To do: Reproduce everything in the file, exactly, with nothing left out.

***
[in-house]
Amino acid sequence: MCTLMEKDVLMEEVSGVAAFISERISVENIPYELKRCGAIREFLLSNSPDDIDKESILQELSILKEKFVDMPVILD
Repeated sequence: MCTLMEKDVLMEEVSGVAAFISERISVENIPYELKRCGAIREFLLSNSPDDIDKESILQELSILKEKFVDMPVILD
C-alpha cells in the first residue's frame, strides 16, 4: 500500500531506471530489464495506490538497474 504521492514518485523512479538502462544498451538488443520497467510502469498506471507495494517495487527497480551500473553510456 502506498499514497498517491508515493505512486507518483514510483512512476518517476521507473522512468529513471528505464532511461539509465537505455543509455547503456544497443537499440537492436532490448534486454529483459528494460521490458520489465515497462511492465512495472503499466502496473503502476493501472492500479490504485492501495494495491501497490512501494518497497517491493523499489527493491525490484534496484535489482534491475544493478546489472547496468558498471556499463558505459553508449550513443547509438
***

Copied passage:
[in-house]
Amino acid sequence: MCTLMEKDVLMEEVSGVAAFISERISVENIPYELKRCGAIREFLLSNSPDDIDKESILQELSILKEKFVDMPVILD
Repeated sequence: MCTLMEKDVLMEEVSGVAAFISERISVENIPYELKRCGAIREFLLSNSPDDIDKESILQELSILKEKFVDMPVILD
C-alpha cells in the first residue's frame, strides 16, 4: 500500500531506471530489464495506490538497474 504521492514518485523512479538502462544498451538488443520497467510502469498506471507495494517495487527497480551500473553510456 502506498499514497498517491508515493505512486507518483514510483512512476518517476521507473522512468529513471528505464532511461539509465537505455543509455547503456544497443537499440537492436532490448534486454529483459528494460521490458520489465515497462511492465512495472503499466502496473503502476493501472492500479490504485492501495494495491501497490512501494518497497517491493523499489527493491525490484534496484535489482534491475544493478546489472547496468558498471556499463558505459553508449550513443547509438